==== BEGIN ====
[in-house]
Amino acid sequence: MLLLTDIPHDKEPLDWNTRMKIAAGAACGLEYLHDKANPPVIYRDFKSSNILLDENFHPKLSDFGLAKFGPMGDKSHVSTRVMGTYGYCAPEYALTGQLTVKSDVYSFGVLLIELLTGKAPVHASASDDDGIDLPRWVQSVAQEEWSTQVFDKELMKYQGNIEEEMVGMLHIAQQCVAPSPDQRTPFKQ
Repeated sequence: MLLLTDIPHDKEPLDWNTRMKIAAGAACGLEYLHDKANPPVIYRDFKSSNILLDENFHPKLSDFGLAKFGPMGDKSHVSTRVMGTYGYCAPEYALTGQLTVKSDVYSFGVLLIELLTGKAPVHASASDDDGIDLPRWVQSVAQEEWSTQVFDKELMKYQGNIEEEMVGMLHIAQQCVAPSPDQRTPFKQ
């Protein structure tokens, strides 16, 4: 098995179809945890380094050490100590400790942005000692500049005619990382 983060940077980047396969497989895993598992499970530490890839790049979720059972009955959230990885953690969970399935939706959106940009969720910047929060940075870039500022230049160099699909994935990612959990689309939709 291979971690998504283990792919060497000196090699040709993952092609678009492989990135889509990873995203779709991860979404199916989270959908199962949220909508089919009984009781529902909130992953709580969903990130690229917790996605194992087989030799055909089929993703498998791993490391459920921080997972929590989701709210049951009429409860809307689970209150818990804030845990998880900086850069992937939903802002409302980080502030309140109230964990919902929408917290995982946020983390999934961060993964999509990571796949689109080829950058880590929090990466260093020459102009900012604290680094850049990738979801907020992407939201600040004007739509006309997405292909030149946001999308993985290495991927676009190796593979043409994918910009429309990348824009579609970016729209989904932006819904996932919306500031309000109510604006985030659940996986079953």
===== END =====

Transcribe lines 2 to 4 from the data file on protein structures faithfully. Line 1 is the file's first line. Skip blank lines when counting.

Amino acid sequence: MLLLTDIPHDKEPLDWNTRMKIAAGAACGLEYLHDKANPPVIYRDFKSSNILLDENFHPKLSDFGLAKFGPMGDKSHVSTRVMGTYGYCAPEYALTGQLTVKSDVYSFGVLLIELLTGKAPVHASASDDDGIDLPRWVQSVAQEEWSTQVFDKELMKYQGNIEEEMVGMLHIAQQCVAPSPDQRTPFKQ
Repeated sequence: MLLLTDIPHDKEPLDWNTRMKIAAGAACGLEYLHDKANPPVIYRDFKSSNILLDENFHPKLSDFGLAKFGPMGDKSHVSTRVMGTYGYCAPEYALTGQLTVKSDVYSFGVLLIELLTGKAPVHASASDDDGIDLPRWVQSVAQEEWSTQVFDKELMKYQGNIEEEMVGMLHIAQQCVAPSPDQRTPFKQ
């Protein structure tokens, strides 16, 4: 098995179809945890380094050490100590400790942005000692500049005619990382 983060940077980047396969497989895993598992499970530490890839790049979720059972009955959230990885953690969970399935939706959106940009969720910047929060940075870039500022230049160099699909994935990612959990689309939709 291979971690998504283990792919060497000196090699040709993952092609678009492989990135889509990873995203779709991860979404199916989270959908199962949220909508089919009984009781529902909130992953709580969903990130690229917790996605194992087989030799055909089929993703498998791993490391459920921080997972929590989701709210049951009429409860809307689970209150818990804030845990998880900086850069992937939903802002409302980080502030309140109230964990919902929408917290995982946020983390999934961060993964999509990571796949689109080829950058880590929090990466260093020459102009900012604290680094850049990738979801907020992407939201600040004007739509006309997405292909030149946001999308993985290495991927676009190796593979043409994918910009429309990348824009579609970016729209989904932006819904996932919306500031309000109510604006985030659940996986079953």